Carson’s formulas are

$\displaystyle\mathbf{Z_{ii-g}}$ | $\displaystyle=r_{i}+j2\omega ln\left(\frac{2h_{i}}{gm{r}_{i}}\right)+4\omega(P% +jQ)$ | (1) | ||

$\displaystyle\mathbf{Z_{ij-g}}$ | $\displaystyle=j2\omega ln\left(\frac{D_{ij}}{d_{ij}}\right)+4\omega(P+jQ)$ | (2) |

where

Z_{ii–g} is the
self-impedance of conductor i with
ground return.

Z_{ij–g} is the
mutual impedance between conductors i and
j
with common ground return.

gmr_{i} is the
effective radius (or geometric mean radius) of
conductor i in
centimeters.

h_{i} is the height
of conductor i in
centimeters.

r_{i} is the
internal resistance of conductor i.

d_{ij} the distance
between conductors i and
j in
centimeters.

D_{ij} the distance
between conductor i and
the image of conductor
j in
centimeters.

$\omega$ is 2$\pi$f, where f is the frequency in cycles per second.

Obviously, the self-impedance Z_{ii–g} and mutual
impedance
Z_{ij–g} can be
decomposed into their real and imaginary components

$\displaystyle\mathbf{Z_{ii-g}}$ | $\displaystyle=R_{ii-g}+jX_{ii-g}$ | (3) | |||

$\displaystyle\mathbf{Z_{ij-g}}$ | $\displaystyle=R_{ij-g}+jX_{ij-g}$ | (4) |

Collecting terms in Equation 1 and Equation 2 and comparing to Equation 3 and Equation 4, it is apparent that

$\displaystyle R_{ii-g}$ | $\displaystyle=r_{i}+4\omega P$ | (5) | ||

$\displaystyle R_{ij-g}$ | $\displaystyle=4\omega P$ | (6) | ||

$\displaystyle X_{ii-g}$ | $\displaystyle=2\omega ln\left(\frac{2h_{i}}{gm{r}_{j}}\right)+4\omega Q$ | (7) | ||

$\displaystyle X_{ij-g}$ | $\displaystyle=2\omega ln\left(\frac{D_{ij}}{d_{ij}}\right)+4\omega Q$ | (8) |

The P and Q terms in the preceding equations are defined by Carson as an infinite series expressed in terms of two parameters, call them k and $\theta$. The form of P and Q are the same for Equation 1 and Equation 2. However, the value of k and $\theta$ differ. For self impedances

$\displaystyle k$ | $\displaystyle=4\pi{h}_{i}\sqrt{2\lambda f}$ | (10) | ||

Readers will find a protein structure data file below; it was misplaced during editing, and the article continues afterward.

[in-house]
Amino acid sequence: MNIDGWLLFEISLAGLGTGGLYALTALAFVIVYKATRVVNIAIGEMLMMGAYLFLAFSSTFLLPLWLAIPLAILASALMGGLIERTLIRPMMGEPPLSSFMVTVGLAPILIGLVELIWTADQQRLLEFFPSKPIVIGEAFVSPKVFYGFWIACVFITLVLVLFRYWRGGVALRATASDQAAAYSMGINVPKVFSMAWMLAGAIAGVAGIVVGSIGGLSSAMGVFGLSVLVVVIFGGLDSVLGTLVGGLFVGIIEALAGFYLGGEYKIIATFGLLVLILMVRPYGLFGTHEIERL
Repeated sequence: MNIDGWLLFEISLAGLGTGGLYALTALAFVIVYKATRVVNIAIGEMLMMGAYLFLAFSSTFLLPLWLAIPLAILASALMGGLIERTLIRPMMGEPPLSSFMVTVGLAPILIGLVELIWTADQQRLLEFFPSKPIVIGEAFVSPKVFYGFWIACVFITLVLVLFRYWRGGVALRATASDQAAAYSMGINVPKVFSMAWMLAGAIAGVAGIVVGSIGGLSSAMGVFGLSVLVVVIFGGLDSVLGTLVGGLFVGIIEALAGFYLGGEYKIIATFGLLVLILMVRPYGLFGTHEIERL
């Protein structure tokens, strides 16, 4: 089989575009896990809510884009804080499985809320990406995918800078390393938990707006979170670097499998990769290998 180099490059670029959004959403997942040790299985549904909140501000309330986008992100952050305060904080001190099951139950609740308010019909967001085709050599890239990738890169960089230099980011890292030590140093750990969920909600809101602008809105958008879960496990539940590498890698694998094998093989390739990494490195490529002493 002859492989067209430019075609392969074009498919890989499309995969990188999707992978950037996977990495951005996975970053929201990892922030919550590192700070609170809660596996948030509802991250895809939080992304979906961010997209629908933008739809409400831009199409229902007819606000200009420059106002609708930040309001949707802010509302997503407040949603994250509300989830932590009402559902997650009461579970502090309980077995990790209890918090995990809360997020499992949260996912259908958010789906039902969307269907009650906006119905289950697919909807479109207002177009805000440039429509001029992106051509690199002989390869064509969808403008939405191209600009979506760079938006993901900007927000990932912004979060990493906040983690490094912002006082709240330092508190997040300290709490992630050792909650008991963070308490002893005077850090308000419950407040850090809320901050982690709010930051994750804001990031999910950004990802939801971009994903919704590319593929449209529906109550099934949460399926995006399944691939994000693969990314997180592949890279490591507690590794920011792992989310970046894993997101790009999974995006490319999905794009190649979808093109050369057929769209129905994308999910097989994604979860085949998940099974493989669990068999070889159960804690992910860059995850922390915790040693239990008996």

$\displaystyle\theta$ | $\displaystyle=0$ | (11) |

For mutual impedances

$\displaystyle k$ | $\displaystyle=2\pi{D}_{ij}\sqrt{2\lambda f}$ | (12) | ||

$\displaystyle\theta$ | $\displaystyle=\frac{{cos}^{-1}({h}_{i}+{h}_{j})}{{D}_{ij}}$ | (13) |

where

$\lambda$ is the earth conductivity in ab℧/cm^{3}.

$\theta$ is the angle defined in Figure 1.

Figure 1 defines the line geometry associated with Equation 10 through Equation 13.

The first few terms of the expansion of P and Q follow:

$\displaystyle P=$ | $\displaystyle\frac{\pi}{8}-k\frac{\cos\theta}{3\sqrt{2}}+{k}^{2}\frac{\cos% \left(2\theta\right)\left(0.6728+\ln\left(\frac{2}{k}\right)\right)}{16}+{k}^{% 2}\frac{\theta\sin\left(2\theta\right)}{16}$ | (14) | ||

$\displaystyle+{k}^{3}\frac{\cos\left(3\theta\right)}{45\sqrt{2}}-{k}^{4}\frac{% \pi\cos\left(4\theta\right)}{1536}$ | ||||

$\displaystyle Q=$ | $\displaystyle-0.0386+\frac{1}{2}ln\left(\frac{2}{k}\right)+k\frac{\cos\theta}{% 3\sqrt{2}}-\pi{k}^{2}\frac{\cos\left(2\theta\right)}{64}$ | (15) | ||

$\displaystyle+{k}^{3}\frac{\cos\left(3\theta\right)}{45\sqrt{2}}-{k}^{4}\frac{% \sin\left(4\theta\right)}{384}-{k}^{4}\frac{\cos\left(4\theta\right)\left(1.08% 95+\ln\left(\frac{2}{k}\right)\right)}{384}$ |

Clarke (3) states that Equation 14 and Equation 15 exhibit less than one percent error for values of k up to one. Table 1 shows the wide applicability of these expressions for fundamental and harmonic analysis of power systems by examining values of k for a range of geometries, frequencies, and resistivities.

Distance | Frequency | Earth Resistivity | k |
---|---|---|---|

100 ft | 60 Hz |
10 Ω/m^{3} |
0.4196 |

660 Hz | 1.3916 | ||

1020 Hz | 1.7300 | ||

60 Hz | 100
Ω/m^{3} |
0.1327 | |

660 Hz | 0.4401 | ||

1020 Hz | 0.5471 | ||

60 Hz |
1000 Ω/m^{3} |
0.0419 | |

660 Hz | 0.1391 | ||

1020 Hz | 0.1730 |

100 ft - Large double circuit
transmission tower

10 Ω/m
^{3} - Resistivity of swampy ground

100 Ω/m^{3} - Resistivity of average damp
earth

1000 Ω/m^{3} - Resistivity of dry earth

At 60 Hz, it is common practice to ignore the higher order terms of the expansion of P and Q, i.e. let

$\displaystyle P$ | $\displaystyle=\frac{\pi}{8}$ | ||

$\displaystyle Q$ | $\displaystyle=-0.0386+\frac{1}{2}ln\left(\frac{2}{k}\right)$ |

This practice effectively decouples the
series impedance from the conductor’s height above
ground.
According to Wagner and Evans (2), this omission
tends to overstate the
computed resistance and understate the computed
reactance. At commercial frequencies and low earth
resistivities ($\rho$=10), the first order approximations may
introduce resistance errors in the
neighborhood of 10 per cent. Under similar
circumstances, self reactance errors rarely exceed one
per cent. However, mutual reactance errors are more
volatile. For $\rho$=10, f=60, and
D_{ij}=200 feet, the
low order approximation of Q
understates the mutual
reactance by much as 4 per cent. At higher harmonics,
these tendencies are magnified.